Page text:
Record Review: The Phenomenal Handclap Band (2009)

If you would have told me a few months back how much I would like a record from an all star line-up of indie rockers, I’d tell you you’re crazy. When I think of indie rock nowadays, I gotta say, images of shoegazers playing super slow and mostly boring music pops into my head. It’s inaccurate and unfair I know, but I it’s honest. Well, all that went out the door with The Phenomenal Handclap Band’s self titled record.

I actually got sent a copy of this record back when I was doing album reviews for the now defunct Performing SongwriterPerforming Songwriter. Brooke over at Big Hassle, who is awesome, sent me this record and I suck for not reviewing it sooner, especially considering how much I freaking love it.

Now, unfortunately, The PHB don’t have a Wiki page, their blog isn’t super informative and I’ve misplaced the press release I was sent along with the record, so I can’t give too much background, but I do remember it being hyped as a band made up of indie rock all-stars. And, since there’s different singers on nearly every track, I’m guessing this is almost like a Timbaland record, where the same producers/band are consistent with different singers.

Against all my expectations, this record turned out to be a conglomeration of 60s and 70s riffs and grooves laid over some amazingly catchy synth beats. It’s like Deep Purple meets Sly and the Family Stone…with a synthesizer. I’m not very familiar with synth pop, but this is the best I’ve heard it lately.

The album, which came out on June 23 from Friendly Fire, sports 12 tracks and curiously opens with a just-over-6 minute instrumental called “The Journey To Serra Da Estrela.” This again, threw up a red flag as far as I was concerned (who starts a record with an instrumental?), but it makes an awesome journey starting with some Pink Floyd-like atmosphere and gets heavily into the synth-funk. Every time I was just about to get bored, they introduced another element that drops in seamlessly and adds another layer.

And really, that’s what I love about this record, there’s so many layers. I’ve listened to it so many times and it feels like I’m picking up new elements every time. I also think I get a new favorite song each time. This time around it’s track 6 called “15 to 20” which features Lady Tigra, who I haven’t heard of, but will definitely check out. First off the groove is just sick. You can’t help but bob your head and tap your foot at the very least. Even the lyrics, which consist of counting for a good portion of the song, are awesome and delivered beautifully, especially when the counting stops and we hit rapid fire mode. Great stuff.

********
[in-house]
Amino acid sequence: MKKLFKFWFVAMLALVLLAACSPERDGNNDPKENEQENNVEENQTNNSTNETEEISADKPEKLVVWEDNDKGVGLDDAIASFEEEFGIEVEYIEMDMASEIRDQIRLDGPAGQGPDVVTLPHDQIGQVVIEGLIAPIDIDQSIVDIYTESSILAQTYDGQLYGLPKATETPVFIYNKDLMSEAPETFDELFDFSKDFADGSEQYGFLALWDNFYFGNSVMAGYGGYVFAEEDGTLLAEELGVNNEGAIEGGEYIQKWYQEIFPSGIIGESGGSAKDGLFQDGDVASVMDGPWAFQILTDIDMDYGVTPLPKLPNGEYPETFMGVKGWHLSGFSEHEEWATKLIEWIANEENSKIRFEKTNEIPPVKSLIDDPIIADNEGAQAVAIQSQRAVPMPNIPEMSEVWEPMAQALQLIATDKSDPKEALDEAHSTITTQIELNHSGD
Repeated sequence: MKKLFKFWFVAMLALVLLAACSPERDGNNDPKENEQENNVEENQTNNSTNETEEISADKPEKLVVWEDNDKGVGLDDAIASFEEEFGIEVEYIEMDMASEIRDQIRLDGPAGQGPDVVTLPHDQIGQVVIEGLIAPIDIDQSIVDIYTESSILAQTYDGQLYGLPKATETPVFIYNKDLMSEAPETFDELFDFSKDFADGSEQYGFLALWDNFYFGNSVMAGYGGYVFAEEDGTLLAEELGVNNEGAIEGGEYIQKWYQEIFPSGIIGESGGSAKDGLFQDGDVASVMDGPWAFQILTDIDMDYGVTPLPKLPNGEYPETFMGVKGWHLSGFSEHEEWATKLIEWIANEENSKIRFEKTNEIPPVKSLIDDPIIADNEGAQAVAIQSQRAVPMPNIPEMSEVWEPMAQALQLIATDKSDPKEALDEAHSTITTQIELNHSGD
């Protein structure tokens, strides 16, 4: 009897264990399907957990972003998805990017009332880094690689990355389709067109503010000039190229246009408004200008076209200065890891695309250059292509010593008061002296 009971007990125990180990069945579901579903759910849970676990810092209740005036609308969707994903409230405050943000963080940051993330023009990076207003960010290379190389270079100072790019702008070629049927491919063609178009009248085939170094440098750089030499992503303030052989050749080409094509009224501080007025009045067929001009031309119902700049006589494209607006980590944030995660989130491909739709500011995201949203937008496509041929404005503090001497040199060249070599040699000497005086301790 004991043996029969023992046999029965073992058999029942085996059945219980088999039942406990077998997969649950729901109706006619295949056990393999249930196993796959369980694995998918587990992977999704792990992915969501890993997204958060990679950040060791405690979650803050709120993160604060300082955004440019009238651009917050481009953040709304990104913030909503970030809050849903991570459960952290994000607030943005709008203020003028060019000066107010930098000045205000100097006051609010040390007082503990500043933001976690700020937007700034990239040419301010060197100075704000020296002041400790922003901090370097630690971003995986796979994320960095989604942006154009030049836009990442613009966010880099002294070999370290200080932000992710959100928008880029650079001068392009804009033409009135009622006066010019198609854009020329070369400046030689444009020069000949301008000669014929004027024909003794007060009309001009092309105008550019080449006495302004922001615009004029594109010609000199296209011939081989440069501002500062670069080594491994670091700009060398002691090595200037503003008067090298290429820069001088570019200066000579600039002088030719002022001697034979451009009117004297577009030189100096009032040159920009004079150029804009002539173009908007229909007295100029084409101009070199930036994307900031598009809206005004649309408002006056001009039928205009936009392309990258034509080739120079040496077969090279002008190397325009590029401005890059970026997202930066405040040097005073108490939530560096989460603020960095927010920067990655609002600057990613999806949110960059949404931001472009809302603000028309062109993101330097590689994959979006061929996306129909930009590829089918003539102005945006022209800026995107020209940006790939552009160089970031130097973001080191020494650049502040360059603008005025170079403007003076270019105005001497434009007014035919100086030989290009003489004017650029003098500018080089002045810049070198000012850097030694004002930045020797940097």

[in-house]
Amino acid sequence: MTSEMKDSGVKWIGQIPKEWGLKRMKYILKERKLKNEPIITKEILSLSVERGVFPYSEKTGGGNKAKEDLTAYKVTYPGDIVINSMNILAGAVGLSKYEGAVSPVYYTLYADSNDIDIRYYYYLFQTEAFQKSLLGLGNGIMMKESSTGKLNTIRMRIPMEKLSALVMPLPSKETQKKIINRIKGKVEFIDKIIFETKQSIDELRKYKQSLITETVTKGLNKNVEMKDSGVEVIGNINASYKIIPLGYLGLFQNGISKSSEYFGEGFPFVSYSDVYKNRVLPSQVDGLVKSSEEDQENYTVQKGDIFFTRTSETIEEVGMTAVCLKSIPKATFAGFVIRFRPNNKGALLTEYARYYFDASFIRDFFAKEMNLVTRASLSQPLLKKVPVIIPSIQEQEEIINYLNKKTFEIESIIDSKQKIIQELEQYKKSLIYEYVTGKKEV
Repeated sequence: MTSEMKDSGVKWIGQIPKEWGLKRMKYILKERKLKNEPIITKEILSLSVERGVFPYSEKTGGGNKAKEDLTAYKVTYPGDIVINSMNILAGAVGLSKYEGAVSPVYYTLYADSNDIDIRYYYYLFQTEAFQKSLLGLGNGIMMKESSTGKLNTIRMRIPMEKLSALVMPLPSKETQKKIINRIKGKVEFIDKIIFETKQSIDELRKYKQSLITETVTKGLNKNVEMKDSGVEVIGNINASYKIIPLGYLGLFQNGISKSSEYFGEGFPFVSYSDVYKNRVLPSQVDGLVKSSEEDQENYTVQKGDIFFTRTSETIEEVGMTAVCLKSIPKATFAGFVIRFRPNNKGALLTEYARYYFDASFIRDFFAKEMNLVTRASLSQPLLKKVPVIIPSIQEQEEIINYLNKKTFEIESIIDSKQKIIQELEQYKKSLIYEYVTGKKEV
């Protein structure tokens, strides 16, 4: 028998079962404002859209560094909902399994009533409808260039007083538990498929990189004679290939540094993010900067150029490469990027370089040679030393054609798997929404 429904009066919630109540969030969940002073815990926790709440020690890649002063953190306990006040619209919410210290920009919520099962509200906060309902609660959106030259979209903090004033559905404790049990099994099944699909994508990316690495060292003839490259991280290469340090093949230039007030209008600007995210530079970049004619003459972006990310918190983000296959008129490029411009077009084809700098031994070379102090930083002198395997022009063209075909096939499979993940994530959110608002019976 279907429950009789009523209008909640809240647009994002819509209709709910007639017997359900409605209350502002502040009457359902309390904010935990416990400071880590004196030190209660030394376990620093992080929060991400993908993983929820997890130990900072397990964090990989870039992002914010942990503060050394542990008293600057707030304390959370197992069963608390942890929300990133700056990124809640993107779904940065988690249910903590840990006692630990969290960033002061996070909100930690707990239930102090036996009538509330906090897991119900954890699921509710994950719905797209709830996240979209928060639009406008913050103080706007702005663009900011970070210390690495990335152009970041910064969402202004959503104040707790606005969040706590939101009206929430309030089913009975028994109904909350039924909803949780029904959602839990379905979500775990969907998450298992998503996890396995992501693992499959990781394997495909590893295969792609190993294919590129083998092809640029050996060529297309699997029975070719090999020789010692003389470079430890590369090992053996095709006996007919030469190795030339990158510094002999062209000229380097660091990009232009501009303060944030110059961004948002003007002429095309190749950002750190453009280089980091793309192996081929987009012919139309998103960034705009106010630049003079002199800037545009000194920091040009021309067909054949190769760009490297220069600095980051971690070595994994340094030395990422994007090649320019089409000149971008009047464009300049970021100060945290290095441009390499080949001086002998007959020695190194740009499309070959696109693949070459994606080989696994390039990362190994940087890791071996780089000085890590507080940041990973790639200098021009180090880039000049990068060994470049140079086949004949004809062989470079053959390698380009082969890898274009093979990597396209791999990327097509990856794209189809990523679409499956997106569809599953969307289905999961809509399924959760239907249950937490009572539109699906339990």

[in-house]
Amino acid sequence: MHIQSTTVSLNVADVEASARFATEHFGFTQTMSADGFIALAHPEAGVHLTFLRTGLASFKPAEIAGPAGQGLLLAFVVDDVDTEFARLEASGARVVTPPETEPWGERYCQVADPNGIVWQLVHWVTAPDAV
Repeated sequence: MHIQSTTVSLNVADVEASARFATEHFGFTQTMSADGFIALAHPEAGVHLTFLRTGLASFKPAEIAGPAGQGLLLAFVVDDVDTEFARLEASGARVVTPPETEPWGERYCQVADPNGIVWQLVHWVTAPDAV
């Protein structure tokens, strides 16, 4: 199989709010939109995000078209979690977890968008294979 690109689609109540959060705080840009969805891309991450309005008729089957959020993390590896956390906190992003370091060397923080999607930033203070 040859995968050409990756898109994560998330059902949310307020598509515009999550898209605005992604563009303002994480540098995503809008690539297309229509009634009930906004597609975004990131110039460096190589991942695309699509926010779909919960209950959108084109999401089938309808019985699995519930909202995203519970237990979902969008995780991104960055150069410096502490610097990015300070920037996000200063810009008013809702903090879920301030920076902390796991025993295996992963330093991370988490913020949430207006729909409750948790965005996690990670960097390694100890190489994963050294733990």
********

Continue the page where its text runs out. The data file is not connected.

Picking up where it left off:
The whole album is like this, even though the singers switch up with each new track (I think, there might be a few repeat singers). There is one song though that I just can’t get into. It’s called “Baby,” and instead of being a a rock/synth combo, it’s a a soul/R&B throwback. It’s not a bad song, but instead of feeling inspired by other music, like the rest of the record, it just feels like a lift. Maybe it’s because soul is still around and I’ve heard lots of new songs like this and there isn’t a lot of 70s-influenced rock on the radio anymore. Or maybe that it sounded like a combination of Marvin Gaye and James Brown. It just felt TOO similar, even though the music and singing were solid.

But, “Baby” doesn’t ruin the album by any means, and maybe in a few weeks, when I listen to it again, it’ll jump to my favorites list. Another big surprise on the record was the last track called “The Circle Is Broken” which is a nearly-9 minute track. Again, I wasn’t so sure about such a long final track, but like the first one, it gets crazy and awesome, just when it might get a little boring. Plus, the first few bars of this song sound like the music from the castle levels of the first Mario game. It really is just a creepy, haunting dance tune and the repetition of the lyric “This is where the story ends,” seems really appropriate. The song never gets scary, but it is a kind of funhouse ride that I would love to see a short film set to.

I really can’t recommend this record enough for you guys. You can buy it on Amazon here .

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